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It was 1968 that Buz’s Crab Stand opened for business in a slightly grotty location between a dry cleaner’s and Safeway. Back then, after placing an order, customers had to keep one ear peeled for staff yelling through the noisy restaurant that their order was ready. The menu was short and sweet: fish and chips, a few broiled fish dishes, clam chowder. Though they claim to be a “funky fish joint,” nowadays Buz’s is more genteel and calculatedly funky than in their early days. The amount of available seating has expanded and servers now bring food to your table. You still order at the counter — usually standing for a few minutes reading the enormous menu board behind the cashier — and get your own non-alcoholic drinks, but now diners are given a table marker saying Swordfish or Halibut to ensure food is delivered to the right table. Service has been friendly and prompt.
Buz’s menu has expanded wildly since those early days, which may appeal to a broader demographic with more adventurous palates than was had forty-some years ago, but very often the execution is uneven and disappointing. There doesn’t seem to be one chef overseeing operations and ensuring consistency. Pastas, wraps, fish burgers, Southwestern, Cajun, cioppino, Mexican, fish kebabs, grilled/fried/broiled — Femme de Joie feels that while trying to please every taste, the kitchen has spread itself too thin.
The signature dish at Buz’s, fish and chips, $7.75. The batter was crisp but bland; the fish was fine the first few bites while still warm from the fryers. After that it became apparent the fish inside was dry and overcooked. Chips — which appear to have been pre-cooked en masse and kept warm; they certainly are not freshly fried — are under the fish so any crispness they might once have had is steamed out by lying under the hot filets.
Salmon bisque, above, was much more successful than the crab bisque; the stronger flavor of meaty salmon chunks stood up nicely in a not-too-creamy base.
Two fish tacos supreme. Nuggets of deep-fried fish were crunchy but tasteless and covered with guacamole from a jar, cheese, olives, salsa from a jar, scallions, and a very runny creamy sauce that saturated the flour tortillas and eventually made the entire taco a soggy mess.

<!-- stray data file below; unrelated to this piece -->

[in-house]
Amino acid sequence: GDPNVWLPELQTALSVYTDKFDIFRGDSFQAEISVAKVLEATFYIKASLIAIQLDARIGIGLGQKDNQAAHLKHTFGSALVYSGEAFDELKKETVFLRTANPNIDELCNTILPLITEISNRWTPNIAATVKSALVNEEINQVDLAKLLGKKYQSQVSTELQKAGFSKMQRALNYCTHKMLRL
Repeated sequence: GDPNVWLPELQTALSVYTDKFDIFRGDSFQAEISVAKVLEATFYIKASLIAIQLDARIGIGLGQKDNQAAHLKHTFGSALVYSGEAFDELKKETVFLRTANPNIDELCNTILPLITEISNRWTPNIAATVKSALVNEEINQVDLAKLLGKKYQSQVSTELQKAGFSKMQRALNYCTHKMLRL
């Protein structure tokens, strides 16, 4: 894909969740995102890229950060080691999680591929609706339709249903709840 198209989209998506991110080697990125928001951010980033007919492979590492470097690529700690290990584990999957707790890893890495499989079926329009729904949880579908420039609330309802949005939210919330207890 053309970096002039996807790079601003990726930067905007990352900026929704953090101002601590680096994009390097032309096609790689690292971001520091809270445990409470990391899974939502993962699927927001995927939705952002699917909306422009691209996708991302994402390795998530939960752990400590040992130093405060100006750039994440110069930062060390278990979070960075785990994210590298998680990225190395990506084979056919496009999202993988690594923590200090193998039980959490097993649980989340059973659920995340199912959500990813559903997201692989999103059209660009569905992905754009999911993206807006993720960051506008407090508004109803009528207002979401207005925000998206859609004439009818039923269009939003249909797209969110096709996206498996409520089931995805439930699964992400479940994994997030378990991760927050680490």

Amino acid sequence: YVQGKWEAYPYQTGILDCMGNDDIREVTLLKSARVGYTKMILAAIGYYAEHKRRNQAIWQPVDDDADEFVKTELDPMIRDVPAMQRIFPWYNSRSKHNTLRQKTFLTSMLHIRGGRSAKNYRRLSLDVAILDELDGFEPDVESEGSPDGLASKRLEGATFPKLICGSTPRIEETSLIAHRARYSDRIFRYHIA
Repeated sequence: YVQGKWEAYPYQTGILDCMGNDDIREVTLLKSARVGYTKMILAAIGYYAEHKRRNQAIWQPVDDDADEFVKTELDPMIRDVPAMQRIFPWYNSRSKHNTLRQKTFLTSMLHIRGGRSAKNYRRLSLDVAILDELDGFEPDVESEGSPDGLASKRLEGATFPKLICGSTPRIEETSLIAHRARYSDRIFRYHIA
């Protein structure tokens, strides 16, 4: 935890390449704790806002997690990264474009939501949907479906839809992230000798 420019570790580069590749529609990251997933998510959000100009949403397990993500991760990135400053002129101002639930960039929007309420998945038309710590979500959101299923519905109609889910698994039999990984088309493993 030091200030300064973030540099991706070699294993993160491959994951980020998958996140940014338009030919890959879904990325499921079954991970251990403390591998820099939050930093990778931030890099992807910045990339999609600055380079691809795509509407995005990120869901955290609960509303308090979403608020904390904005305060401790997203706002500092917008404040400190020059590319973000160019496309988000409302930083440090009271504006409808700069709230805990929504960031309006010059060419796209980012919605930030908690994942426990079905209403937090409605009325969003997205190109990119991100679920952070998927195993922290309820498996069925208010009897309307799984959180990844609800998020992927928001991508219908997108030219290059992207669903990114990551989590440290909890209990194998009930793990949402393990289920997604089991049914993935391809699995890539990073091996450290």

Open-faced crab sandwich on sourdough was one of the better offerings: lots of hot crab under a not-too-heavy coat of melted cheese on a thick slice of sourdough. The sweet crab — mixed with bits of celery — came through nicely and the sandwich was kept hot on a metal platter. There were plenty of those soft, pasty chips on the side.
The best thing Femme de Joie had at Buz’s: a fresh green salad.
Generally, M. de Joie doesn’t care much about presentation as long as the food is good. But when she pays a fairly hefty price for lunch and then finds the food isn’t all that wonderful, she starts to notice things. For instance: a $5.50 cup of soup served in a plastic bowl, runny and drippy tacos served in a plastic basket with a sheet or two of paper to keep the flood from spilling onto the table, cheap plastic forks. It wouldn’t be so noticeable if other restaurants did the same thing, but if you’re paying sit-down prices and getting takeaway plastic and paper, you start thinking about whether you’re getting the best value for money.
Buz’s Crab Seafood Restaurant and Market, 2159 East Street, Redding, CA 96001. 530-243-2120, fax 530-243-4310. Open Sunday-Wednesday, 11 AM – 8 PM, Thursday-Saturday 11 AM – 9 PM. Seafood market open Sunday-Wednesday 9 AM – 8 PM, Thursday-Sunday 9 AM – 9 PM. Beer and wine. On-site parking. Cash, local checks, cards. Overnight delivery of fish via FedEx; see website for details.
Website at http://www.buzscrab.com/index.php
Femme de Joie’s first culinary masterpiece was at age 4, when she made the perfect fried bologna sandwich on white bread. Since then she has dined on horse Bourguignon in France, stir-fried eel in London, and mystery meat in her college cafeteria, but firmly draws the line at eating rattlesnake, peppermint and Hamburger Helper. She lives in Shasta County at her country estate, Butterscotch Acres West. She is nearly always hungry. Visit MenuPlease for more.
A News Cafe, founded in Shasta County by Redding, CA journalist Doni Greenberg, is the place for people craving local Northern California news, commentary, food, arts and entertainment. Views and opinions expressed here are not necessarily those of anewscafe.com.